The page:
This wasn’t a gig so much as a musical event. A shared ‘happening’ as Snarky Puppy and its legion fans celebrated the band’s rise to jazz juggernaut status. And what joyous music these guys make on the way!
The atmosphere was more Wembley Stadium then Ronnie Scott’s at the Eventim Apollo, Hammersmith. 4,500 fans packed in, the band’s largest UK show to-date. It was electric - huge cheers, call-and-response singing, fan requests shouted out, multiple encores. Michael League, Snarky Puppy’s band leader, and his crew embraced the enthusiasm of the audience and played with such gusto and dynamism in putting on an exemplary display of modern jazz/funk/fusion. So prominent has their big sound become, perhaps they now deserve their own genre?
The supports acts were chalk and cheese. DJ Sample - decks and separate horn section - was loud and challenging, satisfying those who’d grabbed their place near the stage, but encouraging many to stay in the bar until it finished. Second support artist Banda Magda - who’s played with the group on their Family Dinner Vol 1 album - was in contrast a fizzing Mediterranean firework, singing in Greek and Brazilian and accompanying herself on the accordion. Backed up by the band, she tore the house down and won many new friends. Magda led the audience sing-along with consummate ease, her silver dress sparkling in the fantastic lighting set used for the show, and she sang with passion and bravura. Definitely someone to see.
The rest of the show was, frankly, pure Snarky Puppy. This review sort of writes itself: It’s difficult to share anything but good things about a Puppy gig, such is the energy and passion for their craft that’s is evident in every song. These guys know how to create a killer tune and squeeze all the musical juice out of it, and audiences drink up all that musical goodness with relish. Their musicianship is second-to-none and it allows them to generate truly epic soundscapes.
Mark Lettieri’s guitar solo on the second track - dedicated to a love-struck fan in the circle - was astonishingly powerful, at times verging on prog-rock territory, so much so that even a mid-solo failure of his amp didn’t halt his flow. He duly received a huge, well-deserved ovation. The band played a mixture of fan-favourite tunes from earlier albums, evidently getting them out of their system in advance of the new tracks on their forthcoming album which will likely form the core of their next touring set. Tracks such as Bent Nails from the Ground Up album and the jaunty Brazilian-tinged Tio Macaco from We Like It Here - with brilliant flute work by sax-player Chris Bullock - fed the audience’s enthusiasm and ensured the energy levels stayed high right throughout the near-two hour set.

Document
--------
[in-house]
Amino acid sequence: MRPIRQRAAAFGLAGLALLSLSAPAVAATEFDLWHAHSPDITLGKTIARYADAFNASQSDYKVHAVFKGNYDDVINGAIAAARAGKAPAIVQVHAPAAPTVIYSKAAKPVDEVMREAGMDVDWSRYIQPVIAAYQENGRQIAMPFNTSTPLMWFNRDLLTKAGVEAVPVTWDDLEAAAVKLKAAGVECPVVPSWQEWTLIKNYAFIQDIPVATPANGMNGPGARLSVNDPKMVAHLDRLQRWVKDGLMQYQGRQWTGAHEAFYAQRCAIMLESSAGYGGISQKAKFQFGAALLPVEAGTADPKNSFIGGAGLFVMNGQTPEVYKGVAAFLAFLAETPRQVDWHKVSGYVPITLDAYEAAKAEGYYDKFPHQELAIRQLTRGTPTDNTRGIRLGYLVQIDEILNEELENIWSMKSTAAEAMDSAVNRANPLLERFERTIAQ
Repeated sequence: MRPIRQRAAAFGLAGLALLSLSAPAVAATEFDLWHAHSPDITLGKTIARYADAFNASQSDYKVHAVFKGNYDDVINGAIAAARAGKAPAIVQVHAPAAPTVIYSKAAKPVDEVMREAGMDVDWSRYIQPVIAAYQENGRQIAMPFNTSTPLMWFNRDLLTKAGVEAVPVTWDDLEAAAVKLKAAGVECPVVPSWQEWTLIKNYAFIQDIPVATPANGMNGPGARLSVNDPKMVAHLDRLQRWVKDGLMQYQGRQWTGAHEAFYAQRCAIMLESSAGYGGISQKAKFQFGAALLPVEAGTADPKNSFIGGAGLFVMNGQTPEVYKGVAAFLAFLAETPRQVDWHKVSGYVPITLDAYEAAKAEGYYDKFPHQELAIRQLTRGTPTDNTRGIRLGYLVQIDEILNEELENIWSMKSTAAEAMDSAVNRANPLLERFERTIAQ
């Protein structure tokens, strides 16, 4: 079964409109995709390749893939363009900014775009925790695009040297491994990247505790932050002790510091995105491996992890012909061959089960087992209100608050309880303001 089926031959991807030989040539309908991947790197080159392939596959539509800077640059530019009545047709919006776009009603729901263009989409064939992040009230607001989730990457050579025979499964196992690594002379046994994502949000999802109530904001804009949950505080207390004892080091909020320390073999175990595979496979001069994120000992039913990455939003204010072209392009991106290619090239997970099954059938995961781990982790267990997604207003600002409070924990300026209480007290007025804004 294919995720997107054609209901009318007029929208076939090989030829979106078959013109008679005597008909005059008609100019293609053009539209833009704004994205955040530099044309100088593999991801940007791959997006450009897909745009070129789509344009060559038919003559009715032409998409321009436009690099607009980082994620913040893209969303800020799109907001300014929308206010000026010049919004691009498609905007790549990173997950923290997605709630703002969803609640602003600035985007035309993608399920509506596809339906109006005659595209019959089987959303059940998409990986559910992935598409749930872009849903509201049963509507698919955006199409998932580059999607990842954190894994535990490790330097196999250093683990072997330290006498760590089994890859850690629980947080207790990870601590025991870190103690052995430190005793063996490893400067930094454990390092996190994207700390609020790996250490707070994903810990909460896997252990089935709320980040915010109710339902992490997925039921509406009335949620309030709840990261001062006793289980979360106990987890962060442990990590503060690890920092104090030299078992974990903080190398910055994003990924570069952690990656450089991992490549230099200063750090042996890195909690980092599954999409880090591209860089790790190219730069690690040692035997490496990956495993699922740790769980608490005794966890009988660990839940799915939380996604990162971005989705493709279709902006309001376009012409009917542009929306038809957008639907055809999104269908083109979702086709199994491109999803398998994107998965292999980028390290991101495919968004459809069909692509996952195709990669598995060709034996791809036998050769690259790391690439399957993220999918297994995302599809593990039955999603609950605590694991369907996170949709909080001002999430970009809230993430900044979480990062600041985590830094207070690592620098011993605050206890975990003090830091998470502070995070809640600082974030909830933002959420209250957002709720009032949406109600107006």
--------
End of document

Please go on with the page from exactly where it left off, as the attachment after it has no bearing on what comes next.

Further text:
So ‘up’ is the vibe at a Snarky Puppy gig that even the obligatory drum solo - often an excuse to go to the bar - becomes an event, as Robert ‘Sput’ Searight on drums and Nate Werth (with support) hit their drums, triangles, congas, cow bells and cymbals to within an inch of their lives and generated some of the loudest cheers of the night in response. Three encore tracks, including an appearance from new band discovery, singer Laura Mvula, maintained the momentum right up to the finish.
Fan favourite Shofukan - opening track from the We Like It Here album - ended the show in barnstorming fashion. It’s not often at a jazz gig that you find an audience singing along with the melody. Credit these Puppy fans - they know their tracks and they’re not afraid to sing along.
Snarky Puppy has become a sort of Rolls-Royce engine of contemporary jazz - functioning effortlessly, each precision part working perfectly to drive along the music, with the capacity to generate boundless energy at the press of a pedal and give you the musical drive of your life. They are a phenomenon.
Everyone had a good time, including the fan in the middle of the standing section who happily smoked a couple of joints during the set and was clearly having his own private show.